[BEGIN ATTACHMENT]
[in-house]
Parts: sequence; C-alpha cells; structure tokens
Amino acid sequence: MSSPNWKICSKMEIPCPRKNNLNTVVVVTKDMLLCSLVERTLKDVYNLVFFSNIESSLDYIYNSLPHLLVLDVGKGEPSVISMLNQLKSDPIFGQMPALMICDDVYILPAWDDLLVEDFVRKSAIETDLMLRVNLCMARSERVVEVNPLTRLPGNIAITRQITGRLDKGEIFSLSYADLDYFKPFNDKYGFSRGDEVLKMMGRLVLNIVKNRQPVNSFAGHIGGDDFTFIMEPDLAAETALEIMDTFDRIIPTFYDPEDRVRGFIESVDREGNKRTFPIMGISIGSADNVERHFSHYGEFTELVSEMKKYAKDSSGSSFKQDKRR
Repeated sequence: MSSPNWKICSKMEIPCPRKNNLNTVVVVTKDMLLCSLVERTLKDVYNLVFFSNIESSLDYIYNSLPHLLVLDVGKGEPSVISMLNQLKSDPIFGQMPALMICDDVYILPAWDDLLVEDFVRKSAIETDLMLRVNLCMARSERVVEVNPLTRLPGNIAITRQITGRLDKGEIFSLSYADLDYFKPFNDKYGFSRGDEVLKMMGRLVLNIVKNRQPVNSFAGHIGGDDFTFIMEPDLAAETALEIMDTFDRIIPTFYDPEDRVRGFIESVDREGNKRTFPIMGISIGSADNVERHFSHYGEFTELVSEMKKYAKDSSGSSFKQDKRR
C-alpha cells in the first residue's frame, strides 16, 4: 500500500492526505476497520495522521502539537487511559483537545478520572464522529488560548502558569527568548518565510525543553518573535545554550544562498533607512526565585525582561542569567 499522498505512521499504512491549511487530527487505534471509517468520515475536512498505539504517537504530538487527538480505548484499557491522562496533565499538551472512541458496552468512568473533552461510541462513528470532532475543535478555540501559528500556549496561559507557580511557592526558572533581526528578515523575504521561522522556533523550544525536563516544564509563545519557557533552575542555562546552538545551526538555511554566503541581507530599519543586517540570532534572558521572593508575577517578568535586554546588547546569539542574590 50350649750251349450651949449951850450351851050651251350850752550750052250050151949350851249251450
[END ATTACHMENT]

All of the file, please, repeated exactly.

[in-house]
Parts: sequence; C-alpha cells; structure tokens
Amino acid sequence: MSSPNWKICSKMEIPCPRKNNLNTVVVVTKDMLLCSLVERTLKDVYNLVFFSNIESSLDYIYNSLPHLLVLDVGKGEPSVISMLNQLKSDPIFGQMPALMICDDVYILPAWDDLLVEDFVRKSAIETDLMLRVNLCMARSERVVEVNPLTRLPGNIAITRQITGRLDKGEIFSLSYADLDYFKPFNDKYGFSRGDEVLKMMGRLVLNIVKNRQPVNSFAGHIGGDDFTFIMEPDLAAETALEIMDTFDRIIPTFYDPEDRVRGFIESVDREGNKRTFPIMGISIGSADNVERHFSHYGEFTELVSEMKKYAKDSSGSSFKQDKRR
Repeated sequence: MSSPNWKICSKMEIPCPRKNNLNTVVVVTKDMLLCSLVERTLKDVYNLVFFSNIESSLDYIYNSLPHLLVLDVGKGEPSVISMLNQLKSDPIFGQMPALMICDDVYILPAWDDLLVEDFVRKSAIETDLMLRVNLCMARSERVVEVNPLTRLPGNIAITRQITGRLDKGEIFSLSYADLDYFKPFNDKYGFSRGDEVLKMMGRLVLNIVKNRQPVNSFAGHIGGDDFTFIMEPDLAAETALEIMDTFDRIIPTFYDPEDRVRGFIESVDREGNKRTFPIMGISIGSADNVERHFSHYGEFTELVSEMKKYAKDSSGSSFKQDKRR
C-alpha cells in the first residue's frame, strides 16, 4: 500500500492526505476497520495522521502539537487511559483537545478520572464522529488560548502558569527568548518565510525543553518573535545554550544562498533607512526565585525582561542569567 499522498505512521499504512491549511487530527487505534471509517468520515475536512498505539504517537504530538487527538480505548484499557491522562496533565499538551472512541458496552468512568473533552461510541462513528470532532475543535478555540501559528500556549496561559507557580511557592526558572533581526528578515523575504521561522522556533523550544525536563516544564509563545519557557533552575542555562546552538545551526538555511554566503541581507530599519543586517540570532534572558521572593508575577517578568535586554546588547546569539542574590 50350649750251349450651949449951850450351851050651251350850752550750052250050151949350851249251450